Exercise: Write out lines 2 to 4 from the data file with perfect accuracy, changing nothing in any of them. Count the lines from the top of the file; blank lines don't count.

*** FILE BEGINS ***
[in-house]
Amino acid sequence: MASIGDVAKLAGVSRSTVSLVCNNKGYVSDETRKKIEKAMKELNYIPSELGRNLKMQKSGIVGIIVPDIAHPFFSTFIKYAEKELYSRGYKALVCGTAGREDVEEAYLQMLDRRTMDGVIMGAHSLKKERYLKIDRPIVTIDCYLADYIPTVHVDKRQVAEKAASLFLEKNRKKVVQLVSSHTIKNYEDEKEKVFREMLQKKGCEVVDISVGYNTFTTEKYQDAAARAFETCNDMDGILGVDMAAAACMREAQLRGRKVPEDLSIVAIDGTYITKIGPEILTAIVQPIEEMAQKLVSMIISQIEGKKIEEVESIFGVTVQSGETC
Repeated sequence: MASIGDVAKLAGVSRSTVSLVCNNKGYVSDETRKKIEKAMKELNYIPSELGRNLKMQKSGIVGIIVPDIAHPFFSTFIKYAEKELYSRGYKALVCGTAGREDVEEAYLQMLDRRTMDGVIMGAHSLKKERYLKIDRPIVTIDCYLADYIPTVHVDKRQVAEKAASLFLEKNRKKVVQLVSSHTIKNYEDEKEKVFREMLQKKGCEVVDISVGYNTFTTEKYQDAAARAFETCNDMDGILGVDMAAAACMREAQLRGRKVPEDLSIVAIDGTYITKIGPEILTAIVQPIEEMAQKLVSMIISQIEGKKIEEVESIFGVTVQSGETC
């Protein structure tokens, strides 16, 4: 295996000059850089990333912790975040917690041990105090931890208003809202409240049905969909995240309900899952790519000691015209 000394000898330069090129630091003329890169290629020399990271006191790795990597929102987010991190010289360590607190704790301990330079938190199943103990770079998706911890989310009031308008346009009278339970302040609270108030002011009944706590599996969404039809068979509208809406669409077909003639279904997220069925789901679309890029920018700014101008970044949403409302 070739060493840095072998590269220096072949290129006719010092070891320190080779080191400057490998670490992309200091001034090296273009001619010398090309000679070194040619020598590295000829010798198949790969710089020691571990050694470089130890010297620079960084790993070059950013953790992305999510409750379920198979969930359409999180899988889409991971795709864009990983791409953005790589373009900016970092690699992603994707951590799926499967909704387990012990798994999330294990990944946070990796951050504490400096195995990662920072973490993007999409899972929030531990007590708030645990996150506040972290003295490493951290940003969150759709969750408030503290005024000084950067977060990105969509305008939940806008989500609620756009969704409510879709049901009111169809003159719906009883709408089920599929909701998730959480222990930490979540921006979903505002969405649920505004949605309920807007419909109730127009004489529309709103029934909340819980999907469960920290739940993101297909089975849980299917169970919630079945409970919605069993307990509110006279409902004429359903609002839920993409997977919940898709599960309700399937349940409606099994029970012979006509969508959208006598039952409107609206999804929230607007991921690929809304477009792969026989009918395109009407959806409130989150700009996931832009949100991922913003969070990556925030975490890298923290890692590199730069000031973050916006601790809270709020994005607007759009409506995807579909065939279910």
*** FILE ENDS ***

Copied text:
Amino acid sequence: MASIGDVAKLAGVSRSTVSLVCNNKGYVSDETRKKIEKAMKELNYIPSELGRNLKMQKSGIVGIIVPDIAHPFFSTFIKYAEKELYSRGYKALVCGTAGREDVEEAYLQMLDRRTMDGVIMGAHSLKKERYLKIDRPIVTIDCYLADYIPTVHVDKRQVAEKAASLFLEKNRKKVVQLVSSHTIKNYEDEKEKVFREMLQKKGCEVVDISVGYNTFTTEKYQDAAARAFETCNDMDGILGVDMAAAACMREAQLRGRKVPEDLSIVAIDGTYITKIGPEILTAIVQPIEEMAQKLVSMIISQIEGKKIEEVESIFGVTVQSGETC
Repeated sequence: MASIGDVAKLAGVSRSTVSLVCNNKGYVSDETRKKIEKAMKELNYIPSELGRNLKMQKSGIVGIIVPDIAHPFFSTFIKYAEKELYSRGYKALVCGTAGREDVEEAYLQMLDRRTMDGVIMGAHSLKKERYLKIDRPIVTIDCYLADYIPTVHVDKRQVAEKAASLFLEKNRKKVVQLVSSHTIKNYEDEKEKVFREMLQKKGCEVVDISVGYNTFTTEKYQDAAARAFETCNDMDGILGVDMAAAACMREAQLRGRKVPEDLSIVAIDGTYITKIGPEILTAIVQPIEEMAQKLVSMIISQIEGKKIEEVESIFGVTVQSGETC
């Protein structure tokens, strides 16, 4: 295996000059850089990333912790975040917690041990105090931890208003809202409240049905969909995240309900899952790519000691015209 000394000898330069090129630091003329890169290629020399990271006191790795990597929102987010991190010289360590607190704790301990330079938190199943103990770079998706911890989310009031308008346009009278339970302040609270108030002011009944706590599996969404039809068979509208809406669409077909003639279904997220069925789901679309890029920018700014101008970044949403409302 070739060493840095072998590269220096072949290129006719010092070891320190080779080191400057490998670490992309200091001034090296273009001619010398090309000679070194040619020598590295000829010798198949790969710089020691571990050694470089130890010297620079960084790993070059950013953790992305999510409750379920198979969930359409999180899988889409991971795709864009990983791409953005790589373009900016970092690699992603994707951590799926499967909704387990012990798994999330294990990944946070990796951050504490400096195995990662920072973490993007999409899972929030531990007590708030645990996150506040972290003295490493951290940003969150759709969750408030503290005024000084950067977060990105969509305008939940806008989500609620756009969704409510879709049901009111169809003159719906009883709408089920599929909701998730959480222990930490979540921006979903505002969405649920505004949605309920807007419909109730127009004489529309709103029934909340819980999907469960920290739940993101297909089975849980299917169970919630079945409970919605069993307990509110006279409902004429359903609002839920993409997977919940898709599960309700399937349940409606099994029970012979006509969508959208006598039952409107609206999804929230607007991921690929809304477009792969026989009918395109009407959806409130989150700009996931832009949100991922913003969070990556925030975490890298923290890692590199730069000031973050916006601790809270709020994005607007759009409506995807579909065939279910």